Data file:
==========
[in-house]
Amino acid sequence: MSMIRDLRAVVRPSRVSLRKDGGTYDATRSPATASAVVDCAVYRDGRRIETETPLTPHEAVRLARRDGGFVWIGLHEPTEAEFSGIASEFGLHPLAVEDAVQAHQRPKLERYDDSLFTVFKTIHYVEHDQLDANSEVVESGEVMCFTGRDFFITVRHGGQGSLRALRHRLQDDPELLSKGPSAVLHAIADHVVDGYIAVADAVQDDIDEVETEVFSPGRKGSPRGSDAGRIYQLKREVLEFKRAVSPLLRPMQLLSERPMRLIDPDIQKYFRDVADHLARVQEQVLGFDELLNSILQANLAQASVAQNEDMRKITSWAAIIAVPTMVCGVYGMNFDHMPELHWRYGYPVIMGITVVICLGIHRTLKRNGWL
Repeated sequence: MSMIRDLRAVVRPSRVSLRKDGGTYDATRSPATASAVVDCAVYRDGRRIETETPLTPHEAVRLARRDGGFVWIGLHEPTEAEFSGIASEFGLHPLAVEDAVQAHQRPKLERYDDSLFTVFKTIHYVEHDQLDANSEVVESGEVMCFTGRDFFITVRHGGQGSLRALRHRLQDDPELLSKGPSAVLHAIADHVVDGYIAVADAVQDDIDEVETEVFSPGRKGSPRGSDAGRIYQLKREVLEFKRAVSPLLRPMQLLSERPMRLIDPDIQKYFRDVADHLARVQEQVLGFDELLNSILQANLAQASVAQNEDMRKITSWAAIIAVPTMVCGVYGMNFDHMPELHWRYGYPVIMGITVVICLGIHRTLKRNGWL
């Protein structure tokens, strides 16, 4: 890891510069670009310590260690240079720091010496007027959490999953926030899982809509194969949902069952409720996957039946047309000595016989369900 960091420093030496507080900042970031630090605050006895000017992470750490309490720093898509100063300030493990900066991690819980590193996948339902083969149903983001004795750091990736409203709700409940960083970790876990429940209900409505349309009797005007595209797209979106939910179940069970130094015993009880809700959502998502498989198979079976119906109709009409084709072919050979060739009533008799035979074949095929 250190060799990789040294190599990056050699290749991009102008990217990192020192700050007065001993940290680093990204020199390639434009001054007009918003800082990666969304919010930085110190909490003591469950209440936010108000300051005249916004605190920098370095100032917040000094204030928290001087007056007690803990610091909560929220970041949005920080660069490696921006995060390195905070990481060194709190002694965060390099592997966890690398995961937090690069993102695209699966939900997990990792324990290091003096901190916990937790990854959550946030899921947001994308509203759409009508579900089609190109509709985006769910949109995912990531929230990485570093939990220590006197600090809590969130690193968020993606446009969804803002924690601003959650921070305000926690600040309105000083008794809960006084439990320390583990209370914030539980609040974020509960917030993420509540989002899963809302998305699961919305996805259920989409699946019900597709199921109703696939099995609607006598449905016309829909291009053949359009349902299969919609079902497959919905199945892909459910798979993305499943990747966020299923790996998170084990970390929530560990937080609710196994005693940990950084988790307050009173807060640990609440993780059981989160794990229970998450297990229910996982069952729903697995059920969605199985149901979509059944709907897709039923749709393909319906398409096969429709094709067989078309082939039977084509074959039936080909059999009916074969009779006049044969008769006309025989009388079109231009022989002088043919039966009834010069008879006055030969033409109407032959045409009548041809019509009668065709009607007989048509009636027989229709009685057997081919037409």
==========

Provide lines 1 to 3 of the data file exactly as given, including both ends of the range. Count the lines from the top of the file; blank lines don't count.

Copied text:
[in-house]
Amino acid sequence: MSMIRDLRAVVRPSRVSLRKDGGTYDATRSPATASAVVDCAVYRDGRRIETETPLTPHEAVRLARRDGGFVWIGLHEPTEAEFSGIASEFGLHPLAVEDAVQAHQRPKLERYDDSLFTVFKTIHYVEHDQLDANSEVVESGEVMCFTGRDFFITVRHGGQGSLRALRHRLQDDPELLSKGPSAVLHAIADHVVDGYIAVADAVQDDIDEVETEVFSPGRKGSPRGSDAGRIYQLKREVLEFKRAVSPLLRPMQLLSERPMRLIDPDIQKYFRDVADHLARVQEQVLGFDELLNSILQANLAQASVAQNEDMRKITSWAAIIAVPTMVCGVYGMNFDHMPELHWRYGYPVIMGITVVICLGIHRTLKRNGWL
Repeated sequence: MSMIRDLRAVVRPSRVSLRKDGGTYDATRSPATASAVVDCAVYRDGRRIETETPLTPHEAVRLARRDGGFVWIGLHEPTEAEFSGIASEFGLHPLAVEDAVQAHQRPKLERYDDSLFTVFKTIHYVEHDQLDANSEVVESGEVMCFTGRDFFITVRHGGQGSLRALRHRLQDDPELLSKGPSAVLHAIADHVVDGYIAVADAVQDDIDEVETEVFSPGRKGSPRGSDAGRIYQLKREVLEFKRAVSPLLRPMQLLSERPMRLIDPDIQKYFRDVADHLARVQEQVLGFDELLNSILQANLAQASVAQNEDMRKITSWAAIIAVPTMVCGVYGMNFDHMPELHWRYGYPVIMGITVVICLGIHRTLKRNGWL